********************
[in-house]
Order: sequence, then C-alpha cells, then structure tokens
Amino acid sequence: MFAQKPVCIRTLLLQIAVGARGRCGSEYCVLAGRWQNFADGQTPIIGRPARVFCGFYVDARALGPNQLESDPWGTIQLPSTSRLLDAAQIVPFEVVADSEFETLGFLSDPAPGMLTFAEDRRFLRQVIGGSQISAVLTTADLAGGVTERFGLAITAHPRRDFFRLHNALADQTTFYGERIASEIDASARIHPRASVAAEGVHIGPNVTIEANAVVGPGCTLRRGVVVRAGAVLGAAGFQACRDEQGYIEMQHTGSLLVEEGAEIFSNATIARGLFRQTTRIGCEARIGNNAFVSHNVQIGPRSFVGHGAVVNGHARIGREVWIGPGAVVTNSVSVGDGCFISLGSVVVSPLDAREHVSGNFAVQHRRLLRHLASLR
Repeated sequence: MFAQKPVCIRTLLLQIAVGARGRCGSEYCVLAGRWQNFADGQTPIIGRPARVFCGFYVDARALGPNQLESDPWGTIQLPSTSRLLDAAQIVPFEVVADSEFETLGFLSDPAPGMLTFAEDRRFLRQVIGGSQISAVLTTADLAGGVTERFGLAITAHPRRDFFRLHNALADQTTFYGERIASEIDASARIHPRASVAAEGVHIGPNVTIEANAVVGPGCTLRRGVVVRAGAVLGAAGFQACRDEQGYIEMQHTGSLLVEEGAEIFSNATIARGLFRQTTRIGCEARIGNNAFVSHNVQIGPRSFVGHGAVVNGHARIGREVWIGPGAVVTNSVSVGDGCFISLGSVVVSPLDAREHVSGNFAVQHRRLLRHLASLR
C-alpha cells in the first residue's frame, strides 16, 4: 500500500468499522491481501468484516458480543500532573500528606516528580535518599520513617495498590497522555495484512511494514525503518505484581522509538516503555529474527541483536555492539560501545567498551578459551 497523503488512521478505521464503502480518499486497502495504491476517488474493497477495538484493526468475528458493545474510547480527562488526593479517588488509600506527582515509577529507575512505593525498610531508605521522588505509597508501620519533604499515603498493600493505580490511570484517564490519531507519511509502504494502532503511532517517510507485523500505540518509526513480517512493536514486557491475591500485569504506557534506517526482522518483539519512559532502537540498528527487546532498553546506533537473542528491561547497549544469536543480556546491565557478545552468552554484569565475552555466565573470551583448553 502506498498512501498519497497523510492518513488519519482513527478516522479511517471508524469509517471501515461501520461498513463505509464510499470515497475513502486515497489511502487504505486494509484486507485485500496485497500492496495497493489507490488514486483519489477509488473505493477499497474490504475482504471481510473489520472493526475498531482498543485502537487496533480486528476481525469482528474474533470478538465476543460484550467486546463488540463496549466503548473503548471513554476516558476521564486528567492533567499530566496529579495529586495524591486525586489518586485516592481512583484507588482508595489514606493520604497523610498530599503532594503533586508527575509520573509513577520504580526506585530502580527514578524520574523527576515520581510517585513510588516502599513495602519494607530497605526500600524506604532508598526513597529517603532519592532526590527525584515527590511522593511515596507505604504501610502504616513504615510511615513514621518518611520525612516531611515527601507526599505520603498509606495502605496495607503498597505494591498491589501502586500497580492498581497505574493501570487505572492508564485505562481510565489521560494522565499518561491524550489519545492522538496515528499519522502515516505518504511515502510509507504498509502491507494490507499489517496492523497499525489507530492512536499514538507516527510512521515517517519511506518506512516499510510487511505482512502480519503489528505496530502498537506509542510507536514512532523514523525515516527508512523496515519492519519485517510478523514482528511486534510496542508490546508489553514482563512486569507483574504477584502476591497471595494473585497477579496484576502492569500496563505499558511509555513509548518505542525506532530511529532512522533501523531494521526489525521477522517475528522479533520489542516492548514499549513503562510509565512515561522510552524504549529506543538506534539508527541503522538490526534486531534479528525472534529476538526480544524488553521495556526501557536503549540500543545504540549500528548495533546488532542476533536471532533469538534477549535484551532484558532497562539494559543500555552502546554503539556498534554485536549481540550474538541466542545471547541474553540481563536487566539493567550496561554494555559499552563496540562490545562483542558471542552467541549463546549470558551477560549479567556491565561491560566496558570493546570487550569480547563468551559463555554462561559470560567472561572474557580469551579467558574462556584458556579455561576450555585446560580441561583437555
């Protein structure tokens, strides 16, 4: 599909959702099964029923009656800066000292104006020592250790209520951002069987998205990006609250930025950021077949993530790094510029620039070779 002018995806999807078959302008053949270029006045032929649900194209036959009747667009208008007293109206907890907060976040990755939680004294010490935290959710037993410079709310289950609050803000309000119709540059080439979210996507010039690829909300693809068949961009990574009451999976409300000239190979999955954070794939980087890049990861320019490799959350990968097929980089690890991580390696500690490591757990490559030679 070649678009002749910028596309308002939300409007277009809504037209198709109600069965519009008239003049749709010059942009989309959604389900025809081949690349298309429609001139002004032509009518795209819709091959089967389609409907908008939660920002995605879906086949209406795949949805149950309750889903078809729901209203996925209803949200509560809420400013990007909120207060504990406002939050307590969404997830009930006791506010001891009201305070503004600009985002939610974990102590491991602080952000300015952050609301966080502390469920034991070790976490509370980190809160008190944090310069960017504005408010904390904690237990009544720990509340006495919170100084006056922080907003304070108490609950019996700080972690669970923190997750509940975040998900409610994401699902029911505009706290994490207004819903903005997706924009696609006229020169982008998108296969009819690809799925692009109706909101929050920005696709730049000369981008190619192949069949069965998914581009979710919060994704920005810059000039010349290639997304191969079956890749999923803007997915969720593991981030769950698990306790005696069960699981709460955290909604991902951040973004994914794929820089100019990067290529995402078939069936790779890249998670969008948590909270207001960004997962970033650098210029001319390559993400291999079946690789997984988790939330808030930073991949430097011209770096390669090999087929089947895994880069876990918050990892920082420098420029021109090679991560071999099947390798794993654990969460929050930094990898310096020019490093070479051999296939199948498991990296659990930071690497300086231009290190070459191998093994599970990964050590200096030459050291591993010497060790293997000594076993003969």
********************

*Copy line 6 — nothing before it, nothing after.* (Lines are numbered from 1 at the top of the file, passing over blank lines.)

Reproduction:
């Protein structure tokens, strides 16, 4: 599909959702099964029923009656800066000292104006020592250790209520951002069987998205990006609250930025950021077949993530790094510029620039070779 002018995806999807078959302008053949270029006045032929649900194209036959009747667009208008007293109206907890907060976040990755939680004294010490935290959710037993410079709310289950609050803000309000119709540059080439979210996507010039690829909300693809068949961009990574009451999976409300000239190979999955954070794939980087890049990861320019490799959350990968097929980089690890991580390696500690490591757990490559030679 070649678009002749910028596309308002939300409007277009809504037209198709109600069965519009008239003049749709010059942009989309959604389900025809081949690349298309429609001139002004032509009518795209819709091959089967389609409907908008939660920002995605879906086949209406795949949805149950309750889903078809729901209203996925209803949200509560809420400013990007909120207060504990406002939050307590969404997830009930006791506010001891009201305070503004600009985002939610974990102590491991602080952000300015952050609301966080502390469920034991070790976490509370980190809160008190944090310069960017504005408010904390904690237990009544720990509340006495919170100084006056922080907003304070108490609950019996700080972690669970923190997750509940975040998900409610994401699902029911505009706290994490207004819903903005997706924009696609006229020169982008998108296969009819690809799925692009109706909101929050920005696709730049000369981008190619192949069949069965998914581009979710919060994704920005810059000039010349290639997304191969079956890749999923803007997915969720593991981030769950698990306790005696069960699981709460955290909604991902951040973004994914794929820089100019990067290529995402078939069936790779890249998670969008948590909270207001960004997962970033650098210029001319390559993400291999079946690789997984988790939330808030930073991949430097011209770096390669090999087929089947895994880069876990918050990892920082420098420029021109090679991560071999099947390798794993654990969460929050930094990898310096020019490093070479051999296939199948498991990296659990930071690497300086231009290190070459191998093994599970990964050590200096030459050291591993010497060790293997000594076993003969």